Are you a woman who prides herself on being responsible? If you exercise, lean in, wear sunscreen, check homework, call your parents and cleanse, are you also prepared for life's legal challenges?
Where's your will? Who will raise your kids if something happens to you? Did your live-in boyfriend lose his job? Did your boss just compliment your figure, again? Does your housekeeper want to collect benefits? Throughout their busy lives, women may encounter a range of legal issues-issues they are almost never prepared to face.
So, what do you do? Meet Lisa Green, legal life coach. A cross between Suze Orman and Nora Ephron, Lisa's witty and easy-to-follow book, On Your Case: A Comprehensive, Compassionate (and Only Slightly Bossy) Legal Guide for Every Stage of a Woman's Life, explains the simple legal steps you can take now to protect yourself and your family when it comes to:
Relationships-the legal aspects of dating and cohabitating, from protections and warnings for dot-com daters to palimony and the "no nup."
Marriage-what (and how) to share when it comes to taxes, accounts, and assets; the pre- and post-nup; common law marriage, overseas marriage, and domestic partnerships.
Separation and Divorce-property division, alimony, child support, custody
Children-reproductive rights, surrogacy, egg donors, and adoption; bullying and sexting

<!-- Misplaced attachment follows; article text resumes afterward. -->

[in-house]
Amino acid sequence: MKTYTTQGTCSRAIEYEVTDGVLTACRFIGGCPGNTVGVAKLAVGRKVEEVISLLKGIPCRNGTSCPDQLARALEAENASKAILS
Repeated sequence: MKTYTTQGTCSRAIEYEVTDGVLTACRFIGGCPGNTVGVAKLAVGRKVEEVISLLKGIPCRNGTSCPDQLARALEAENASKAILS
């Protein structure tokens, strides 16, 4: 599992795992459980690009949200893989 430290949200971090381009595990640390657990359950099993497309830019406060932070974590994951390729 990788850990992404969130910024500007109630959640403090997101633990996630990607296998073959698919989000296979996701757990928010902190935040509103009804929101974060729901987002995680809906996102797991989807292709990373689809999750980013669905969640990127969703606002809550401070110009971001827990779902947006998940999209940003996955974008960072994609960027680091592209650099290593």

Employment-office discrimination; working while pregnant and breastfeeding at work; hiring, firing and being fired
Women count on other women for advice on health, work and family issues. But for women who don't have ready access to a trusted lawyer, Lisa steps in to identify the all-too-common problems women face and those the law can help solve.
Lisa is a lawyer and television legal analyst whose first book, On Your Case, helps women understand the legal issues that arise at every stage of their lives.
After receiving her law degree from New York University, Lisa practiced law at a prominent New York firm where she helped clients with a wide range of problems, from children who needed to be legally emancipated from their harmful parent so they could be adopted by a loving foster family, to major media companies who wanted to assert their intellectual property rights in the digital age.
Lisa then moved to NBC News, working first as a lawyer, then as a news producer and on-air legal analyst discussing controversial issues of national importance, including bullying, harassment and other topics pertinent to women at work and at home.
Over time, Lisa began to counsel friends and family who were navigating personal legal issues, and tackled some of her own, including a divorce. And she discovered that life brought every woman her share of legal questions, ranging from adoption and school issues, to teen troubles, employment and issues related to aging parents.
Lisa wrote On Your Case to make sure women could address these situations with confidence, armed with crucial information that would help them make the best decisions for themselves, family and friends.